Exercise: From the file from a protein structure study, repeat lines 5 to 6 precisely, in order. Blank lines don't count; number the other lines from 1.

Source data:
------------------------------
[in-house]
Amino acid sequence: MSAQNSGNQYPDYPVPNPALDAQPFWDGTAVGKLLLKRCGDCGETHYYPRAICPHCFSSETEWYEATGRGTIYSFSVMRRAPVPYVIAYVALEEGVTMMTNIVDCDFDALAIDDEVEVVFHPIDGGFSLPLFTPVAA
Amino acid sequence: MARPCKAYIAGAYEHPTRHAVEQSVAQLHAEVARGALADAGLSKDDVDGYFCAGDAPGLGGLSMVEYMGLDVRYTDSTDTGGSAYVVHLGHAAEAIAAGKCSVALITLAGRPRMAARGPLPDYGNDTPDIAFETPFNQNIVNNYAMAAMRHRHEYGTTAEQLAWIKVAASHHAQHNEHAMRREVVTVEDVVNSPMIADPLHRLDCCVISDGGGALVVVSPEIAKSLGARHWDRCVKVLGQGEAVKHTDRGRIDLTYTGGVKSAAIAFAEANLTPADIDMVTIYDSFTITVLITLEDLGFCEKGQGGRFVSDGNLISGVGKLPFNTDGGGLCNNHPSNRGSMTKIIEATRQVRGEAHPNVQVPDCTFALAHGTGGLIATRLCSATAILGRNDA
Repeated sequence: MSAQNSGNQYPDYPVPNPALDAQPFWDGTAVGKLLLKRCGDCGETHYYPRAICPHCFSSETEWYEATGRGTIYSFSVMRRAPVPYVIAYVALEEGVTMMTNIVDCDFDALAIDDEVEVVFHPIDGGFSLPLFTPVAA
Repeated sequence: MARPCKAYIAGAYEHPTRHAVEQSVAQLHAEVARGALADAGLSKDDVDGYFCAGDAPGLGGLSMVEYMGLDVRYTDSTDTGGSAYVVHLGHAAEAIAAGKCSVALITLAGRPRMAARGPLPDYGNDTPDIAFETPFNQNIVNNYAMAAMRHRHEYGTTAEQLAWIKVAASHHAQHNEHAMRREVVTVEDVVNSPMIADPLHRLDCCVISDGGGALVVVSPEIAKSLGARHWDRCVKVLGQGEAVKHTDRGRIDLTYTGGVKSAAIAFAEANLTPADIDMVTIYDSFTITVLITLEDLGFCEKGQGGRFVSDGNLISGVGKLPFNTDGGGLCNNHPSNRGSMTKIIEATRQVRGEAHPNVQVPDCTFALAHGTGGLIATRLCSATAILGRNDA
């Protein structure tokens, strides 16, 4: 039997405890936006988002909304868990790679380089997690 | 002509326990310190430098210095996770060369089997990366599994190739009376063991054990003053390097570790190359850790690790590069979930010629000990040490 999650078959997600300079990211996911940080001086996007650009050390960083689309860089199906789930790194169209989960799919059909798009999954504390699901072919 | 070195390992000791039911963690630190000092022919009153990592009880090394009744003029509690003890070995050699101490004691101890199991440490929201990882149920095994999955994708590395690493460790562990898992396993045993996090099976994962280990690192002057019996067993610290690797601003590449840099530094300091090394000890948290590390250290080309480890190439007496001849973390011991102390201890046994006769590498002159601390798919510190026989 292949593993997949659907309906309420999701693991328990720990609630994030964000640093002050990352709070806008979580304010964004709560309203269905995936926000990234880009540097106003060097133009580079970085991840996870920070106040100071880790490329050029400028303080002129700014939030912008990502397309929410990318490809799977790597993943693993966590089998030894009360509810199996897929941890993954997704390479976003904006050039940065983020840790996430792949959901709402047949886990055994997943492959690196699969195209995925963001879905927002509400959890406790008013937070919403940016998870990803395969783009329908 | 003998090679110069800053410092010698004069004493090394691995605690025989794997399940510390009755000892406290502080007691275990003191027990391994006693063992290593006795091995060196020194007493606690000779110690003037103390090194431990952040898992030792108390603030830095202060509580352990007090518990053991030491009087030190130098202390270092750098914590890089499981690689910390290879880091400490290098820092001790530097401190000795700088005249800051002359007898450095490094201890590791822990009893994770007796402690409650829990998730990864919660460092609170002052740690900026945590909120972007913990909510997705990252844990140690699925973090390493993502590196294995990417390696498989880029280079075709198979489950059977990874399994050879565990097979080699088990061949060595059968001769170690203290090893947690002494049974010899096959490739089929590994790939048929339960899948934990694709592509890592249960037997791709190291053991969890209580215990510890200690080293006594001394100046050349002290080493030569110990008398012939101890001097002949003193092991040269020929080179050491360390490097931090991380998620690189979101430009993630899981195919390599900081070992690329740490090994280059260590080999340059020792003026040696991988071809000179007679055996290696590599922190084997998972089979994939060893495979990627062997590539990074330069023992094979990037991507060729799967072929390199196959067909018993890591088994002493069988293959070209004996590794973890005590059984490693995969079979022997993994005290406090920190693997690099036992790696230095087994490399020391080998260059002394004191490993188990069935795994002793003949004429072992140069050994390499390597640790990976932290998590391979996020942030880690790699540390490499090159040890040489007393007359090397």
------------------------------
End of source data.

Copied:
Repeated sequence: MARPCKAYIAGAYEHPTRHAVEQSVAQLHAEVARGALADAGLSKDDVDGYFCAGDAPGLGGLSMVEYMGLDVRYTDSTDTGGSAYVVHLGHAAEAIAAGKCSVALITLAGRPRMAARGPLPDYGNDTPDIAFETPFNQNIVNNYAMAAMRHRHEYGTTAEQLAWIKVAASHHAQHNEHAMRREVVTVEDVVNSPMIADPLHRLDCCVISDGGGALVVVSPEIAKSLGARHWDRCVKVLGQGEAVKHTDRGRIDLTYTGGVKSAAIAFAEANLTPADIDMVTIYDSFTITVLITLEDLGFCEKGQGGRFVSDGNLISGVGKLPFNTDGGGLCNNHPSNRGSMTKIIEATRQVRGEAHPNVQVPDCTFALAHGTGGLIATRLCSATAILGRNDA
């Protein structure tokens, strides 16, 4: 039997405890936006988002909304868990790679380089997690 | 002509326990310190430098210095996770060369089997990366599994190739009376063991054990003053390097570790190359850790690790590069979930010629000990040490 999650078959997600300079990211996911940080001086996007650009050390960083689309860089199906789930790194169209989960799919059909798009999954504390699901072919 | 070195390992000791039911963690630190000092022919009153990592009880090394009744003029509690003890070995050699101490004691101890199991440490929201990882149920095994999955994708590395690493460790562990898992396993045993996090099976994962280990690192002057019996067993610290690797601003590449840099530094300091090394000890948290590390250290080309480890190439007496001849973390011991102390201890046994006769590498002159601390798919510190026989 292949593993997949659907309906309420999701693991328990720990609630994030964000640093002050990352709070806008979580304010964004709560309203269905995936926000990234880009540097106003060097133009580079970085991840996870920070106040100071880790490329050029400028303080002129700014939030912008990502397309929410990318490809799977790597993943693993966590089998030894009360509810199996897929941890993954997704390479976003904006050039940065983020840790996430792949959901709402047949886990055994997943492959690196699969195209995925963001879905927002509400959890406790008013937070919403940016998870990803395969783009329908 | 003998090679110069800053410092010698004069004493090394691995605690025989794997399940510390009755000892406290502080007691275990003191027990391994006693063992290593006795091995060196020194007493606690000779110690003037103390090194431990952040898992030792108390603030830095202060509580352990007090518990053991030491009087030190130098202390270092750098914590890089499981690689910390290879880091400490290098820092001790530097401190000795700088005249800051002359007898450095490094201890590791822990009893994770007796402690409650829990998730990864919660460092609170002052740690900026945590909120972007913990909510997705990252844990140690699925973090390493993502590196294995990417390696498989880029280079075709198979489950059977990874399994050879565990097979080699088990061949060595059968001769170690203290090893947690002494049974010899096959490739089929590994790939048929339960899948934990694709592509890592249960037997791709190291053991969890209580215990510890200690080293006594001394100046050349002290080493030569110990008398012939101890001097002949003193092991040269020929080179050491360390490097931090991380998620690189979101430009993630899981195919390599900081070992690329740490090994280059260590080999340059020792003026040696991988071809000179007679055996290696590599922190084997998972089979994939060893495979990627062997590539990074330069023992094979990037991507060729799967072929390199196959067909018993890591088994002493069988293959070209004996590794973890005590059984490693995969079979022997993994005290406090920190693997690099036992790696230095087994490399020391080998260059002394004191490993188990069935795994002793003949004429072992140069050994390499390597640790990976932290998590391979996020942030880690790699540390490499090159040890040489007393007359090397």